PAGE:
RAQ: We should not forget that these economic sanctions have an extraterritorial impact, that is to say they apply equally to other countries in clear violation of international law which prohibits any kind of extraterritorial application of laws.

For example, French law does not apply in Spain, because French law respects international law. However, the United States law that imposes economic sanctions on Cuba applies everywhere in the world.

A number of banks have been fined several millions of dollars, more than 100 million in one case, for conducting dollar-based business transactions and for having opened dollars accounts with Cuban companies.

SL: Thus, on the one hand, certain restrictions have been relaxed while on the other, sanctions against those who contravene the rules of the embargo are applied more systematically.

RAQ: Exactly. It’s worth noting that the bilateral relations under Obama have not risen to the level that existed during the Carter administration. Rather, they are similar to what existed under Clinton.

SL: What were they like under Carter?

RAQ: Carter put an end the existing regulations and began a process of normalizing relations. Diplomatic representation was established and sections of interest were opened in Havana and Washington.

Then it was not only Cubans who could travel without restriction, but Americans as well. This was, in fact, the only period since 1959 when American tourists could travel to Cuba without restriction. Today they can travel anywhere in the world, China, Vietnam, North Korea, but not to Cuba.

Obama did not restore the Carter level of relations even though numerous sectors in the United States, the business world, public opinion and more than 100 members of Congress were insisting upon it, however their efforts were in vain.

SL: Is Cuba willing to normalize relations with the United States?

RAQ: Certainly. But the real question is what do we mean by normalizing relations? If we’re talking about abiding by international law, Cuba is quite willing to normalize relations, but with the stipulation that the United States must recognize us and treat us as an equal from a legal standpoint, as is the case with all other countries of the world.

I would point out that on the entire American continent, the United States is the only country that does not maintain relations with us.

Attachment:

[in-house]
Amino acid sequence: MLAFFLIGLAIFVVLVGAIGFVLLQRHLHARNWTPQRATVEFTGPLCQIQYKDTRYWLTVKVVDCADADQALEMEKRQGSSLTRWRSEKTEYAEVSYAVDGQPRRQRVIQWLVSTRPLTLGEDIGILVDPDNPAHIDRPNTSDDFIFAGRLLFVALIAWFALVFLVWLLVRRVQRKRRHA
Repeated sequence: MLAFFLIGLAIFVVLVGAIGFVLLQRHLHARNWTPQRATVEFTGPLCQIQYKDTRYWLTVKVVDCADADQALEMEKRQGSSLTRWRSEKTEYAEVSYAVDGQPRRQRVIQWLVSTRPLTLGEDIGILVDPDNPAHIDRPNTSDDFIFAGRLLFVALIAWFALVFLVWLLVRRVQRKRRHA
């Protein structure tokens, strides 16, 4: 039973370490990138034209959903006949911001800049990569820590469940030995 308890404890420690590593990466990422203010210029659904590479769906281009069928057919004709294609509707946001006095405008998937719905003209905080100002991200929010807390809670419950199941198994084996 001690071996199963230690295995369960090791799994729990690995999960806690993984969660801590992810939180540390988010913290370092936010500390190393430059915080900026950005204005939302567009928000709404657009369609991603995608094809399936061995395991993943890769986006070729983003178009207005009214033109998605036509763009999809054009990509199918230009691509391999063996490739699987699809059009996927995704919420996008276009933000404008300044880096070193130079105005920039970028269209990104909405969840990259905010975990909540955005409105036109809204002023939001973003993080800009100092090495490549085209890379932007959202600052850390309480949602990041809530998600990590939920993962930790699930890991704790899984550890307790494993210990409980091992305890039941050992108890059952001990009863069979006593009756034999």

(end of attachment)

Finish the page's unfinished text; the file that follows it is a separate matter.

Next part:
SL: According to the Obama administration, relations with Cuba are not possible because of its lack of democracy and its human rights abuses.

RAQ: This is actually part of the hypocritical rhetoric that comes from the government of the United States. If the United States applied these same criteria across the board, they would not maintain relations with quite a number of other countries.

It is as though Cuba had decided to break off relations with all countries that do not

offer free and universal access to health care, education, culture, sports, or leisure activities.

At the same time, we are not asking the United States to change its system as a precondition to normalizing relations. Obviously, we would like it very much if all American citizens had access to free universal health care, free universal education and for minorities not be victims of racial or social segregation.

In any case, we would hardly impose this as a precondition to the normalization of bilateral relations because we respect the principal of sovereignty.

Clearly, the United States feels as though it is invested with a divine mission that permits it to dictate its law to other nations. But you understand that we do not accept this principal nor will we ever accept it.

The reform of the Cuban economic model

SL: In April of 2011, the Communist Party Congress decided to reform the Cuban economic model. What brought about this change? What is it exactly?

RAQ: As Cubans, we realized that we had to introduce important changes in the social and economic functioning of our nation in order to save socialism, to improve it, to make it better.

It was also necessary to take into account certain global factors present on the international scene. Certain policies elaborated in the past can be explained by conditions that existed then, but today they have no reason for being.

What are we seeking exactly? We are attempting to obtain a higher level of economic efficiency, a more rational use of our limited natural, material and financial resources.

In so doing, we take into account the primary external factors that impinge upon Cuba, certainly the economic sanctions that the United States imposes upon us, sanctions that have been tightened over the past number of years.

But, it is also important to take into account certain positive changes, for example, those occurring in Latin America and the Caribbean. After having analysed the problems faced by the Cuban society, after reflecting collectively upon them, we arrived at the conclusion that it would be necessary to introduce certain changes not only in order to cope with the objective realities we face, but also because we are convinced that there is a better way to go about constructing a more just society.